Many of the laboratory glassware management practices revolve around what has been done in the past. If a certain practice is established, is cheap, and it works to the advantage of the experiment, then it will probably be utilized until a new experiment calls for a different process or a better method is introduced. These established methods may create significant amounts of waste by-products that slip by the laboratory technician. Historically, reducing sources of waste from laboratory practices has been a significant issue among waste management officials. Therefore, their must be communication between the lab technicians and the waste management officials to produce a synergistic effort reducing wastestreams while satisfying experimental requisites, in this case, concerning cleaning glassware.

    Informational Survey

    From the general information gathered through these preliminary contacts, a survey was designed to assess on-campus laboratories and their glassware washing methods in a more definitive matter. This survey includes a number of the questions from above as well as other areas of concern. Surveys will be sent by mail to lab technicians around campus as well as taken by personal interview. By personally surveying a number of varying laboratories in each scientific building around UVM and expecting a significant return from mail-out surveys, a more accurate report may be made in the near future.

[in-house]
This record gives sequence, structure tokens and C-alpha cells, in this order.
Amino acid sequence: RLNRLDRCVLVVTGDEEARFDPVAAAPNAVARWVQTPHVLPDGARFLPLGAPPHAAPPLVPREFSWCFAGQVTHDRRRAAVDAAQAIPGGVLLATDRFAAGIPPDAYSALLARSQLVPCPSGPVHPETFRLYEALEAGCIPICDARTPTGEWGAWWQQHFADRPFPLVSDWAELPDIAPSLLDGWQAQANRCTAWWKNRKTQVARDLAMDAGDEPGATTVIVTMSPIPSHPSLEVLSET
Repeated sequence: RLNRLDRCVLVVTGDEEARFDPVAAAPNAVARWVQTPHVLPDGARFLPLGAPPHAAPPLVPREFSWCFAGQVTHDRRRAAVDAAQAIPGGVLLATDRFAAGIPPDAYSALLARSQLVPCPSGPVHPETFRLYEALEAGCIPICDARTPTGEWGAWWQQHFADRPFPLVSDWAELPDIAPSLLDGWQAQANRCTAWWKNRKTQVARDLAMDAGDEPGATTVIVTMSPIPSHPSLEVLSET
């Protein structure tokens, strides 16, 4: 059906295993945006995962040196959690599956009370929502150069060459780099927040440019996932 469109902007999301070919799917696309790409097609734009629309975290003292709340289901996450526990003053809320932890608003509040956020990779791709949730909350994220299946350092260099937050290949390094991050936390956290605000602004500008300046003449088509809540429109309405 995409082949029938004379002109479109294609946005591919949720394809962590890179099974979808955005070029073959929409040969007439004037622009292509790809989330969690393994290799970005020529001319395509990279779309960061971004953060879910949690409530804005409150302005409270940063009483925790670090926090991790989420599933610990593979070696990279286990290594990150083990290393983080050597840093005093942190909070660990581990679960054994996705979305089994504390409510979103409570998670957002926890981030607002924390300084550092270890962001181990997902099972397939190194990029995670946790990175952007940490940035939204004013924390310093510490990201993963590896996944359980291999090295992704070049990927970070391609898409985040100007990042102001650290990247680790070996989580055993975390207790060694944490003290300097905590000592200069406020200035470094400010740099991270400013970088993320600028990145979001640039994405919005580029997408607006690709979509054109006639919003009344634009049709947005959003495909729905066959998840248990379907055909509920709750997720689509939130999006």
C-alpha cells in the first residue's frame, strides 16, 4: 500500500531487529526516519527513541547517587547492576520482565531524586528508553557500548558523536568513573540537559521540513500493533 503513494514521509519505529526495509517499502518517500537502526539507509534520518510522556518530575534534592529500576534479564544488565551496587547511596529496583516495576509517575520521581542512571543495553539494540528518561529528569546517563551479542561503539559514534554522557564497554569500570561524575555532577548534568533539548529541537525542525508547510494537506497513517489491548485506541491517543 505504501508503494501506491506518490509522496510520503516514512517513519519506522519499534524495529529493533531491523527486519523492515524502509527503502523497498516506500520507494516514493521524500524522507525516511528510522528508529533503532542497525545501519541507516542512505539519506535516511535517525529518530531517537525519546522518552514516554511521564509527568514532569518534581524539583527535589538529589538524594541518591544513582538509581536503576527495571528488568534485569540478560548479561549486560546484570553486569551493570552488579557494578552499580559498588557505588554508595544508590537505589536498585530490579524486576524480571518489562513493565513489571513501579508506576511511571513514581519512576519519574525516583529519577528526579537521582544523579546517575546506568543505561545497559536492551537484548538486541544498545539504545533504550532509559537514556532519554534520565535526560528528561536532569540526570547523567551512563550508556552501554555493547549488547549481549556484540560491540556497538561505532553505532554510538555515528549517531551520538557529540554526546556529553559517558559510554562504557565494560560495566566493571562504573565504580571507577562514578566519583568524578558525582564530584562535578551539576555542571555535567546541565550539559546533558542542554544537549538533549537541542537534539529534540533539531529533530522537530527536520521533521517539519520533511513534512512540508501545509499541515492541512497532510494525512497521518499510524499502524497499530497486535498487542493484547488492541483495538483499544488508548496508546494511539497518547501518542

Survey Responses 155 surveys were distributed to lab technicians around UVM campus toward the end of March. Surveys included a flexible April 16 deadline. By April 30, sixty-five surveys were returned representing a 42% return. Personal interviews have yet to be conducted due to certain restraints. The next step is to analyze these returns for any anomalies or recurring patterns that will give us relevant information to report concerning glassware washing practices around campus.

    All returned surveys were collected and answers to all fields in were entered into a simple database. Using the database, it was possible to analyze and group the various responses for each field. The answers to survey questions are comprised of "Yes/No", multiple choice and short answer replies. A document was then created to display the responses for each question.